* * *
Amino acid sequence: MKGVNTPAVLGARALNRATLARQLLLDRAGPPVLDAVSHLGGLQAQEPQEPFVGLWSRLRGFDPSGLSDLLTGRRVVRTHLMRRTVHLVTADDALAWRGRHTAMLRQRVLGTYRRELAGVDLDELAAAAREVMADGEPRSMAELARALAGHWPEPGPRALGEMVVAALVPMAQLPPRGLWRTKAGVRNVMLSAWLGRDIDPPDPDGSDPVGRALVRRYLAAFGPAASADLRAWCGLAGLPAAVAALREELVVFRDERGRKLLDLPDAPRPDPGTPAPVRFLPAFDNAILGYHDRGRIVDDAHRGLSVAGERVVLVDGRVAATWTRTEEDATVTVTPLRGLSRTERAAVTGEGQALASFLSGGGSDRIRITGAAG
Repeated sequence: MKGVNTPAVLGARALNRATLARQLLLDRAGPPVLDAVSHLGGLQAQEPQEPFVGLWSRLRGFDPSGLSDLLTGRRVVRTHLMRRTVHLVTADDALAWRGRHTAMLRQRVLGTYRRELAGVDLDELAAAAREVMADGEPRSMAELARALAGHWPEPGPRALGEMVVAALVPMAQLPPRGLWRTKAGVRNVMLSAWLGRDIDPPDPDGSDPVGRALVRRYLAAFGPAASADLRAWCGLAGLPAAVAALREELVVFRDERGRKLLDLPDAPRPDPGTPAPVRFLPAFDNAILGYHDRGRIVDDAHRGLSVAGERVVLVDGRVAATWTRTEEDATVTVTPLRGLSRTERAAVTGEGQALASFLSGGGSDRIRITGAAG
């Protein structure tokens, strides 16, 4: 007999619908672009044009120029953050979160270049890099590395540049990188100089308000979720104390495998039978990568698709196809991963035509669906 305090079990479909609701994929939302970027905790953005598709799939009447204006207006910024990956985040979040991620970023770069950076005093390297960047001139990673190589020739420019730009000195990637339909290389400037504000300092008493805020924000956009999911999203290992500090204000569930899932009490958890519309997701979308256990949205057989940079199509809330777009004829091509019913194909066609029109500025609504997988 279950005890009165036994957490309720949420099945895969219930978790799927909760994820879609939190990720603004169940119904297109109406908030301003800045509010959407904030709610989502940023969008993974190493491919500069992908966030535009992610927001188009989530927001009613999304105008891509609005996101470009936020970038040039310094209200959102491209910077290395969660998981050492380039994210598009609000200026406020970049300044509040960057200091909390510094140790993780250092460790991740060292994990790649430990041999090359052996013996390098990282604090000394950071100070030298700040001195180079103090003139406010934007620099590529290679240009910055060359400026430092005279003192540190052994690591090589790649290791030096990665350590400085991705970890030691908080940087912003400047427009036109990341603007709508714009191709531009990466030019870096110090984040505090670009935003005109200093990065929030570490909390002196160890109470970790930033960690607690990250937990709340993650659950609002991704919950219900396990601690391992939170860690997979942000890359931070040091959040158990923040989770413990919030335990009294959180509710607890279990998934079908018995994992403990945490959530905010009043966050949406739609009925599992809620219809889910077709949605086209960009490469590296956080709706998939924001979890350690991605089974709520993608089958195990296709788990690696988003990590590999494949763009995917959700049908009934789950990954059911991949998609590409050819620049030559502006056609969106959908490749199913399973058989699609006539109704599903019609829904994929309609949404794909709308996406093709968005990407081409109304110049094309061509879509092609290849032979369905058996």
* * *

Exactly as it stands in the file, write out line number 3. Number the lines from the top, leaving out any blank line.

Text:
């Protein structure tokens, strides 16, 4: 007999619908672009044009120029953050979160270049890099590395540049990188100089308000979720104390495998039978990568698709196809991963035509669906 305090079990479909609701994929939302970027905790953005598709799939009447204006207006910024990956985040979040991620970023770069950076005093390297960047001139990673190589020739420019730009000195990637339909290389400037504000300092008493805020924000956009999911999203290992500090204000569930899932009490958890519309997701979308256990949205057989940079199509809330777009004829091509019913194909066609029109500025609504997988 279950005890009165036994957490309720949420099945895969219930978790799927909760994820879609939190990720603004169940119904297109109406908030301003800045509010959407904030709610989502940023969008993974190493491919500069992908966030535009992610927001188009989530927001009613999304105008891509609005996101470009936020970038040039310094209200959102491209910077290395969660998981050492380039994210598009609000200026406020970049300044509040960057200091909390510094140790993780250092460790991740060292994990790649430990041999090359052996013996390098990282604090000394950071100070030298700040001195180079103090003139406010934007620099590529290679240009910055060359400026430092005279003192540190052994690591090589790649290791030096990665350590400085991705970890030691908080940087912003400047427009036109990341603007709508714009191709531009990466030019870096110090984040505090670009935003005109200093990065929030570490909390002196160890109470970790930033960690607690990250937990709340993650659950609002991704919950219900396990601690391992939170860690997979942000890359931070040091959040158990923040989770413990919030335990009294959180509710607890279990998934079908018995994992403990945490959530905010009043966050949406739609009925599992809620219809889910077709949605086209960009490469590296956080709706998939924001979890350690991605089974709520993608089958195990296709788990690696988003990590590999494949763009995917959700049908009934789950990954059911991949998609590409050819620049030559502006056609969106959908490749199913399973058989699609006539109704599903019609829904994929309609949404794909709308996406093709968005990407081409109304110049094309061509879509092609290849032979369905058996």